Artist and activist Phil America focuses his work on social issues like class, gender and race.
“Art is a language everyone can speak,” Phil says about his work.
As an activist, he is philosophical, “The biggest criminal is the one who puts the laws of the land above their own morals.”
Having lived all around the world and having seen all sorts of poverty, Phil says, “Living in poverty does not make you poor. What makes you poor is being complacent and having poor character.”
On Friday, July 10, 2015 at 5:00 Eastern, Phil will join me for a live discussion about his remarkable work. Tune in here then to watch the interview live. Post questions in the comments below or tweet questions before the interview to @devindthorpe.
Phil America (b. 1983) is a California-raised artist, writer and activist. He has worked and lived throughout the US, Europe, Asia and Africa, and concentrates on issues with class, gender and race. In his work he uses performance, photography, writing, video and sound installation and sculptures, searching for a better understanding and connection to his subjects. He also helps with the development of DEAR Burma, a free school for migrants with an attendance of over 1200 students per semester and recently gave his second TED Talk as well as having spoke at numerous universities and events. In 2014 he collaborated with United Nations, International Labor Organization, World Vision, United States Department of Labor, and other agencies and organizations to create art projects around the globe and is currently working on his 4th book.
I met Craig Zelizer in the airport in Mexico City where we were both en route to Opportunity Collaboration and was immediately drawn to his good nature. He did his doctoral research on arts and peacebuilding and has made that his career focus at Peace and Collaborative Development Network.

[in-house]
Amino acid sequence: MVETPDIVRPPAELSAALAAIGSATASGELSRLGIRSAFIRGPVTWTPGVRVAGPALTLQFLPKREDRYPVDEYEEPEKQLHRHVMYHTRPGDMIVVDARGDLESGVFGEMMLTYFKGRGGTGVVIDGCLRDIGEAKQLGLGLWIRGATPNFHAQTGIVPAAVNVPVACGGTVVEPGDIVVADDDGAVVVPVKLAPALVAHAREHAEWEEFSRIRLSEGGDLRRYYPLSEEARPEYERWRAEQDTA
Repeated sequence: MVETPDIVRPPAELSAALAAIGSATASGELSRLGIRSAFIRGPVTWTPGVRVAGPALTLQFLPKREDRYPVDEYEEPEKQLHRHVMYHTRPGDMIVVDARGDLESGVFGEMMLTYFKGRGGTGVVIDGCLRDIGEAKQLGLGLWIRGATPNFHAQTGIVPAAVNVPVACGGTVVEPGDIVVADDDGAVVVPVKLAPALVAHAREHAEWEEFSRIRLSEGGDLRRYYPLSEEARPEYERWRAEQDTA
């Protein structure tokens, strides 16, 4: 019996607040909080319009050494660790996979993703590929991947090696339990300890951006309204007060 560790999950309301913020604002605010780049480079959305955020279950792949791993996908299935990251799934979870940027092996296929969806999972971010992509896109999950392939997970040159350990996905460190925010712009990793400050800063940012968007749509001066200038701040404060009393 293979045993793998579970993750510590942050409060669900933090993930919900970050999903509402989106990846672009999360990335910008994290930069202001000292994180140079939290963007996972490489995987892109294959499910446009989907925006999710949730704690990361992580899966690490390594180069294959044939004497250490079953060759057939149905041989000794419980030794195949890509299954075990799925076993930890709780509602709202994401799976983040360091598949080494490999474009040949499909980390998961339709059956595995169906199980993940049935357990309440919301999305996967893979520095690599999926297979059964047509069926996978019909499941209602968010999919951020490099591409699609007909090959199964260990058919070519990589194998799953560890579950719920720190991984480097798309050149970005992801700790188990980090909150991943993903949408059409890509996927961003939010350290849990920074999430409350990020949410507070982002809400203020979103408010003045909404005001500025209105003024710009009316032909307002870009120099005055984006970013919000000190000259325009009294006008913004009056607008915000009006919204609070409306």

Craig recently shared his favorite quote with me, “A journalist asked Mirsad Puritva, director of the 1992 International Festival of Film and Theater in Sarajevo how can they have a film fest in the middle of the war? He replied, ‘how can they have a war in the middle of the film festival?'”
Craig summarizes his passion for peace, “Violent conflict is one of the greatest challenges preventing the achievment of the MDGs and more stable, peaceful societies”
Craig also notes, “Higher education in the US is in a period of crisis, given the increasing costs of pursuing graduate education and the mismatch between what many academic programs are providing students and what employers seek in candidates.”
Showing his pragmatic side, Craig adds, “In order to better engage businesses in peacebuilding, it is necessary not only to make the moral case, but to show how peace is good for business in concrete terms.”
On Thursday, June 25, 2015 at 2:00 Eastern, Craig will join me for a live discussion about is efforts to advance peace and the study of peacebuilding. Tune in here then to watch the interview live. Post questions in the comments below or tweet questions before the interview to @devindthorpe.
More about Peace and Collaborative Development Network:
PCDN is the go to hub for the global changemaking community connecting over 35,000 individuals/organizations engaged in social change, peacebuilding, social entrepreneurship, development and related fields. We provide a one-stop shop to inspire, connect, inform and provide the tools and resources to scale social change. The network has over 250,000 hits per month and 75,000 + unique visitors and has helped thousands of individuals and organizations worldwide network, obtain funding, jobs, and be inspired.
Craig is the Founder and CEO of PCDN. In addition, he is the Associate Director for the Conflict Resolution program at Georgetown University. Craig has dedicated his life to being an entrepreneur and to creating a more peaceful world.
Since its founding in 2007, Craig has grown PCDN to over 35,000 members representing more than 180 countries. At the same time, Craig has also assisted in a 300% growth of students and faculty in Georgetown’s conflict resolution program. Before creating PCDN, Craig also helped to found two NG0s – the Alliance for Conflict Transformation and the TEAM foundation in Hungary.